# Patterns in Nature, Maths and Art

F-10 | Mathematics, Art.

This Numeracy unit on Geometric Reasoning and Space (angles, location, shape and symmetry) was created with the aim of meaningfully linking the content descriptors of Art, HASS Celebrations, Dance and Mathematics through the theme: ‘Patterns in Nature, Maths and Art’.

### 1. Overview

Description
This unit will investigate

Teaching Method: Inquiry-Based Maths.

Teaching Model: 5Es, HITTS, Launch, Explore, Discuss.

Teaching Strategy: Representations.

Skills: Metacognitive thinking.

F-10 | Year 2/3

Mathematics:

• Explore and describe patterns resulting from performing multiplication (ACNA081).
• Compare and describe 2D shapes that result from combining and splitting common shapes, create 2D shapes from written or verbal instructions (ACMMG088).
• Make models of 3D objects and describe key features.
• Describe number patterns resulting from multiplication (ACMMG063).
• Create symmetrical patterns, pictures and shapes with and without digital technologies (ACMMG091).
• Identify symmetry in the environment (ACMMG066).

Art:

• Use materials, techniques, and processes to explore visual connections when making artworks (ACAVAM111).

HASS (Celebrations):

• Celebrations and commemorations in places around the world (ACHASSK065).

### 3. Teaching and Learning Sequence

##### 1. Geometry

Teaching Strategy: Engage, Questioning, Feedback.

Learning Concepts:

• What do you know?

Teaching Input:

• Teacher identifies students prior knowledge on the subject, including misconceptions.

Student Activity:

• Place name on SOLO chart.
• Students write all that they know about shapes.

Student Examples:

##### 2. Fibonacci sequence

Teaching Strategy: Engage, explore, multiple exposures.

Learning Concepts:

• Understand connection between the number sequence and spiral shape

Teaching Input:

• Teacher guides short discussion on number sequences and art.

Resources:

Student Activity:

• Students create their own Fibonacci Sequence artwork.

Student examples:

##### 3. 2D shapes

Teaching Strategy: Explore, Explain, Multiple exposures, Collaborative learning.

Learning Concepts:

• Identify 2D shapes from verbal instructions (fluency).

Teaching Input:

• Teacher leads discussions and shape bingo.
• Teacher assists students at their tables to construct the 2D shapes table, working closer with students who need extra assistance.

Student Activity:

• Students create and use a 2D shape chatterbox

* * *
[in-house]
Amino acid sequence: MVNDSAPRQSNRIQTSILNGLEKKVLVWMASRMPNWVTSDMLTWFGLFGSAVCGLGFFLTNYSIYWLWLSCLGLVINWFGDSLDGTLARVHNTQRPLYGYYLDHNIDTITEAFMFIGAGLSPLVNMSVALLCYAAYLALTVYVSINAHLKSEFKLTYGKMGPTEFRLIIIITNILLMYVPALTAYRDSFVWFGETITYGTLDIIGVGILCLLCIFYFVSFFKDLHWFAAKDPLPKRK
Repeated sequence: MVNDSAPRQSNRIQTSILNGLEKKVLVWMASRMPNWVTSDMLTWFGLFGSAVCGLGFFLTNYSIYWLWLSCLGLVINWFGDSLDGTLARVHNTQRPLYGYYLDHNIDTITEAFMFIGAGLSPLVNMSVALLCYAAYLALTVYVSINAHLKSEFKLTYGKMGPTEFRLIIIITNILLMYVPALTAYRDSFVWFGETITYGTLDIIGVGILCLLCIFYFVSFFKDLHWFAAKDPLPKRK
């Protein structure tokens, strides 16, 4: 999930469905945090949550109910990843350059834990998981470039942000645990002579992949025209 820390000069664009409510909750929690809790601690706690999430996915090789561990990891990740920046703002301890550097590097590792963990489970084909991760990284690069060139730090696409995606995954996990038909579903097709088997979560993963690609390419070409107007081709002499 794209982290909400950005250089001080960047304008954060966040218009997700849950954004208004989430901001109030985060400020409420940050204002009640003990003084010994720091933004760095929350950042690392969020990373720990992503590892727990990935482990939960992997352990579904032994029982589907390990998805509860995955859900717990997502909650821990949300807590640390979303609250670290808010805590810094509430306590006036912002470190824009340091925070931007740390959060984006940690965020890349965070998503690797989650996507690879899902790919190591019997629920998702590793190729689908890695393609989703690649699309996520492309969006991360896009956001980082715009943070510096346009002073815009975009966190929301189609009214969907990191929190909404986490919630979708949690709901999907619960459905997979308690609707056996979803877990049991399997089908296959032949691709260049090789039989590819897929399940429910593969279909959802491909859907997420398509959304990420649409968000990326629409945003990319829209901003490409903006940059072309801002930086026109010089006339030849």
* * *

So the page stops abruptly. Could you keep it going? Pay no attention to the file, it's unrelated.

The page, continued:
• Students play 2D shape bingo
• Students create table of 2D shape properties.

Resources:

##### 4. 3D shapes

Teaching Strategies: Explore, Elaborate, metacognitive strategies.

Learning Concepts:

• Identify features of 3D shapes (edges, faces, vertices). Name shape using 2D base shape (fluency, reasoning, problem-solving).

Teaching Input:

• Teacher directed discussion at end of activity.

Resources:

Student Activity:

• Table of 3D properties, discussion of number patterns.

Student Examples:

##### 5. Perspective drawing

Learning Concepts:

• Create realistic and proportionate 3D world (shape and perspective).

Teaching Input:

• Teacher demonstration of how to draw 3D perspective art.

Student Activity:

• Student draws a creative 3D art piece.

Student Examples:

##### 6. Symmetry

Teaching strategy: Engage, Questioning, Collaborative learning.

Learning Concepts:

• Draws symmetrical objects and simple transformations from verbal instructions (fluency).
• Understand that there is more than one type of symmetry, identify number of symmetries.

Teaching Input:

• Give feedback to students as they work collaboratively.

Student Activity:

• Use manipulatives to identify rotational and reflective symmetry.

Student Work:

##### 8. Rangoli artwork

Teaching Strategies: Elaborate, Worked examples, Structuring lessons.

Learning Concepts:

• Apply knowledge of symmetry to creating Rangoli Patterns (problem solving).

Teaching Input:

• Give feedback on drawings.

Student Activity:

• Create Rangoli Pattern artwork piece.

Student Examples:

##### 9. Math games

Teaching Strategies: Evaluate, Metacognitive strategies, Multiple exposures.

Learning Concepts:

• Recall mathematical names/concepts in new context. Ext.: define quadrilaterals using relational properties

Teaching Input:

• Participate in games!

Student Activity:

• LEGO, Rangoli pattern challenge, Swamp hunt, measuring angles, ext.: properties of quadrilaterals.

Student Examples:

### 4. Why this activity?

van Hiele argued that children need to be exposed to five scaffolded levels of geometric understanding through deliberate instruction appropriate for their development. Students move from a visual-based system (they are the same shape because they look the same) to a property-based system (a square is a four-sided shape) through to a relational system (if shape has property X it also has property Y).

The integration of maths and art allows students to see connections between shape and form and move into the higher van Hiele levels. This is especially evident in the link between the ‘Fibbonici Number Sequence’ and the relational properties of 2D and 3D shapes.